INDIANAPOLIS (WISH) — A newly announced task force will begin work on solving what the leader of Indianapolis calls the city’s “crime epidemic.”
Mayor Joe Hogsett spent much of his first State of the City address Wednesday night on the problems he sees with the criminal justice system.
Included in his stated priorities is a new jail for the county which continues a decade’s old discussion.
“The state of our city is strong,” he said.
One of his big topics was public safety and what he called a crime epidemic that is growing more violent.
Hogsett has also joined others, including the Marion County sheriff and previous leaders in calling the current jail buildings outdated and overcrowded.
The mayor said the situation is even worse after changes in state law that now send more inmates to local jails over state prison.
In April, Sheriff John Layton declared a jail emergency.
The previous administration had proposed building a nearly $2 billion justice center at the site of an old General Motors stamping plant on the southwest side of Indianapolis. The City-County Council never brought former mayor Greg Ballard’s plan to a vote because of debate over funding.
Details of how Hogsett planned to make a new jail a reality were not just immediately unknown, they had not been created. Instead, during Wednesday’s address he announced the creation of a criminal justice task force charged with suggesting solutions for a troubled system.
“These recommendations will no doubt include a new jail but unlike plans of the past they will not be limited to that. They will look at and create a comprehensive plan of reform for our entire criminal justice system. From prevention, mental health and drug addiction to arrest, pretrial detention, community corrections and sentencing,” Hogsett said.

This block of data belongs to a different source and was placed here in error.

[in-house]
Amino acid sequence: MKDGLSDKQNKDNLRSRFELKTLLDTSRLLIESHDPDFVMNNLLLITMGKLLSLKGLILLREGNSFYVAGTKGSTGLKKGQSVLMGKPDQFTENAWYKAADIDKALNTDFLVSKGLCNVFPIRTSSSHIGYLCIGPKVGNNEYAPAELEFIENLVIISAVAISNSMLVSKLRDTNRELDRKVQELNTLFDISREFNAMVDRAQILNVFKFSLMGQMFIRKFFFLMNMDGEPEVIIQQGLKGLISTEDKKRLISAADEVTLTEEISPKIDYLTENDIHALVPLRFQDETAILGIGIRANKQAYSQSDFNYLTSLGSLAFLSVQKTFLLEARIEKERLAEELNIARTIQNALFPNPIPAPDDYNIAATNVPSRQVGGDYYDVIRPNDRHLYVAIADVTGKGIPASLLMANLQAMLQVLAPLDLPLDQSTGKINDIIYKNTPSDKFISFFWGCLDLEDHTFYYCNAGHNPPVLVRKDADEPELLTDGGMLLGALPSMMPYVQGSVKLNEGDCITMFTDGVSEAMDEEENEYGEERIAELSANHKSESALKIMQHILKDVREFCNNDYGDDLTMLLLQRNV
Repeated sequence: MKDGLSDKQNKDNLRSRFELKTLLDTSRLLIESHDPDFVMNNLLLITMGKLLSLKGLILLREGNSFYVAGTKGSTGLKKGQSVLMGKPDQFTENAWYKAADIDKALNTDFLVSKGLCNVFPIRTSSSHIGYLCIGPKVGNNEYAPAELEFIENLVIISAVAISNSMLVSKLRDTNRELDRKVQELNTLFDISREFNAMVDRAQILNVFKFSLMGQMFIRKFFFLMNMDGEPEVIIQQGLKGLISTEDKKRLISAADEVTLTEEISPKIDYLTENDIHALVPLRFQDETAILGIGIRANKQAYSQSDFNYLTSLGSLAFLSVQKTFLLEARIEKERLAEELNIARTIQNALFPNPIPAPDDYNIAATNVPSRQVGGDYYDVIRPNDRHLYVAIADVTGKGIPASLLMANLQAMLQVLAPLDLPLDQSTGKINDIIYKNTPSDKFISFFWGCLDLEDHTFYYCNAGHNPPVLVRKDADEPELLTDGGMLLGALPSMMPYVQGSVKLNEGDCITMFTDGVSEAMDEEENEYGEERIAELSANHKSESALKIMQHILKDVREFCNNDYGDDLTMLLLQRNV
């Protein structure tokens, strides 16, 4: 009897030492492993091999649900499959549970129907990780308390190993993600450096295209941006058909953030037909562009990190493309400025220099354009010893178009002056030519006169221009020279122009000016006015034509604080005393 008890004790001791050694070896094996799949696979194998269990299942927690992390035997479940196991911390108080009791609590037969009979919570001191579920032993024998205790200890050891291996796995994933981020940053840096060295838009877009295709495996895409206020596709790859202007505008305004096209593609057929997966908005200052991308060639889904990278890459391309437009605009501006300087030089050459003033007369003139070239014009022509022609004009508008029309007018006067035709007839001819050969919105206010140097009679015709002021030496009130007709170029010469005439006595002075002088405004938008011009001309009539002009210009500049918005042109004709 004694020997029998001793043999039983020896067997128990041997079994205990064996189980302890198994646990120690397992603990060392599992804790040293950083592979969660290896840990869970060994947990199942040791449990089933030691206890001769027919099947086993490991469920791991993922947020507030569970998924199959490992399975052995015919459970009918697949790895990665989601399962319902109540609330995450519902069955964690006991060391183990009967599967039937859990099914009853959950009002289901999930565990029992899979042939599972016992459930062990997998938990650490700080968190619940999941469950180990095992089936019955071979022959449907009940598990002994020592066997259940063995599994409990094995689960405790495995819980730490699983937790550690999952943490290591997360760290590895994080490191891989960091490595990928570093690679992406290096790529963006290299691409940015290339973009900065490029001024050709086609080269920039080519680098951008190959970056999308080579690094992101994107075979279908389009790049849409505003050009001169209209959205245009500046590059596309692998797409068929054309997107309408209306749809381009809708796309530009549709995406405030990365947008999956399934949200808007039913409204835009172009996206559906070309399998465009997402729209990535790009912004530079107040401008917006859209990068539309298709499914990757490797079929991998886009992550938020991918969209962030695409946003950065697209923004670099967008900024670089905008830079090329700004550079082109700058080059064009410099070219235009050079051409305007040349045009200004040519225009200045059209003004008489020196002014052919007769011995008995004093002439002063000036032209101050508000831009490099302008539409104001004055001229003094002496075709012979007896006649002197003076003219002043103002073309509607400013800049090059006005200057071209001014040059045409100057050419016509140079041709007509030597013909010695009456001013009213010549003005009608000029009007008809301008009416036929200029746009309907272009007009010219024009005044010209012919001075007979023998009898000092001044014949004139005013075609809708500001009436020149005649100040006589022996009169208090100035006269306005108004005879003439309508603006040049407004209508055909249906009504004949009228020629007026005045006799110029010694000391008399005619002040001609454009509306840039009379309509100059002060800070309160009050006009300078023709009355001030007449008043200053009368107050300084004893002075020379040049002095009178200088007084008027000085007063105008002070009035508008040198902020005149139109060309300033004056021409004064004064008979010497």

The mayor said the task force would present the city its findings by the end of the calendar year.
In the half hour speech, the new mayor touched on issues ranging from community policing to increasing Pre-K opportunities for families.
“In the midst of a four year rising tide of violent crime, we made several fundamental changes in our city’s approach to public safety,” Hogsett said.
The mayor praised the elimination of the Department of Public Safety, calling it “one of the city’s bureaucracies.”
He talked about creating the new Office of Public Health and Safety.
“A modern holistic approach to public safety, one that focuses on the root causes of crime such as poverty and mental health and one that prioritizes an investment in our young people before they enter the criminal justice system altogether,” Hogsett said.
“We’re thinking that with the new administration there’s going to be changes made and things are going to get better,” Marion County Public Health Deptartment employee Sonja Marion said.
Hogsett spoke about tearing down unsafe and abandoned homes in the city.
He also spoke about an executive order he signed Wednesday ending a ban on new streetlights that has been in place since 1981.
“Within the next 30 days we will begin installation of 100 new streetlights,” Hogsett said.
The mayor heard big applause when talking about the return of community based beat policing.
“I love that idea because I do not know who serves my area in terms of police,” resident Linda Porter said.
Hogsett ended his speech acknowledging the difficulty of the goals, but the need for Indy to reach for them.
“At the end of the day, let no one say, let no one say that we took the easy path,” Hogsett said.
He also announced that 1000 summer jobs will be added for teens this summer.
Indy has also been selected by the White House as a Summer Opportunity Hub because of the summer job program.